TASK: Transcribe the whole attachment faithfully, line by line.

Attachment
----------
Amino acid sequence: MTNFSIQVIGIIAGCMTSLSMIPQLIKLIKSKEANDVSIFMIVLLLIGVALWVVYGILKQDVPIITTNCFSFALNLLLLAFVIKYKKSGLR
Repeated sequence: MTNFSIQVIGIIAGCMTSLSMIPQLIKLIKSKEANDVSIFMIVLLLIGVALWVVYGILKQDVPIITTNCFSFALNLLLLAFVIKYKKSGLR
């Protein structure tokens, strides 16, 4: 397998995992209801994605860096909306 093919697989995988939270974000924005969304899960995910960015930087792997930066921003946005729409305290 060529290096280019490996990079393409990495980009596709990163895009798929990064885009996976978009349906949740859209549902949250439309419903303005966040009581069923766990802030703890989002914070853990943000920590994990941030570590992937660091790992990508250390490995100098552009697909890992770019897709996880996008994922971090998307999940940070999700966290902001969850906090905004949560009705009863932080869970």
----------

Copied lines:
Amino acid sequence: MTNFSIQVIGIIAGCMTSLSMIPQLIKLIKSKEANDVSIFMIVLLLIGVALWVVYGILKQDVPIITTNCFSFALNLLLLAFVIKYKKSGLR
Repeated sequence: MTNFSIQVIGIIAGCMTSLSMIPQLIKLIKSKEANDVSIFMIVLLLIGVALWVVYGILKQDVPIITTNCFSFALNLLLLAFVIKYKKSGLR
């Protein structure tokens, strides 16, 4: 397998995992209801994605860096909306 093919697989995988939270974000924005969304899960995910960015930087792997930066921003946005729409305290 060529290096280019490996990079393409990495980009596709990163895009798929990064885009996976978009349906949740859209549902949250439309419903303005966040009581069923766990802030703890989002914070853990943000920590994990941030570590992937660091790992990508250390490995100098552009697909890992770019897709996880996008994922971090998307999940940070999700966290902001969850906090905004949560009705009863932080869970």